Chase the Dream by Maris Soule
(Loveswept #875, $3.75, G) ISBN 0-553-44696-0
***
Annie Marsden is a private duty nurse, bright, beautiful with a brimming personality. She has been assigned to care for Dr. Link Sheffield, certified genius, inventor and curmudgeon. Link is at home in California recovering from an explosion in his laboratory that has confined him to bed. He had been working on a new type of battery cell to power cars, and is having a hard time accepting the reality that his lab is gone and that time is running out to enter the Detroit contest for the best battery.

A lover of cats, mysteries and cryptograms, Annie is feisty enough to withstand Link's grumpy criticism. Hired by Link's only relative, Uncle Ron, she is determined to outlast Link's churlishness.

Why is Link so alone in the world? Well, his wife left him when the financial stability of a self-employed inventor did not meet her expectations. Her departure was a replay of Link's past history, since his mother had simply disappeared one day as well. As for his father and brother, they died the previous year in a private airplane crash.

Understandable as grief may be in these circumstances, it was still too much a stretch for me to find it credible that Link was sulky and rude to Annie because he felt that like everyone else in his life, she would leave him, too. Doesn't this premise overlook employee responsibility and the professionalism of nurses? And speaking of replays, isn't fear of abandonment an often used plot device?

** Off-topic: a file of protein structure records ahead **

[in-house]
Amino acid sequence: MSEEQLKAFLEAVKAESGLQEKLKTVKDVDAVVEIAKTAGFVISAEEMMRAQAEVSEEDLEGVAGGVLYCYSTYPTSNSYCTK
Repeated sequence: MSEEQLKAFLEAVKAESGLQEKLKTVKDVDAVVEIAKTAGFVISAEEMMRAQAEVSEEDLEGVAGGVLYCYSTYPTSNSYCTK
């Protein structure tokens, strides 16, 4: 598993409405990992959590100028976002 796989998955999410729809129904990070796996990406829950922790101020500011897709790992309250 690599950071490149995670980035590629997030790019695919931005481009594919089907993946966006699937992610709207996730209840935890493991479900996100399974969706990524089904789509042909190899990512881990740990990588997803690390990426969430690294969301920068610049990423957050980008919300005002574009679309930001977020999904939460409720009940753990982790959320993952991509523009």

Despite Link's attitude, Annie tries to get him interested in his battery cell again. She is also convinced that there is something more sinister about the lab explosion than a mere accident. Reluctantly, Link starts to listen. As the story begins to unravel, danger for Annie and Link increases, as well as their desire for each other.

Although the plot is creative in places, I found it impossible to overcome my dislike of Link during the course of the book. Maybe that's because I personally would be highly resistant to the charms of a person who asserts that I am not doing enough for them fast enough. Even though I know you will like Annie, and the dialogue is occasionally snappy, the resolution of Chase the Dream was just a little bit too pat and convenient.

--Thea Davis


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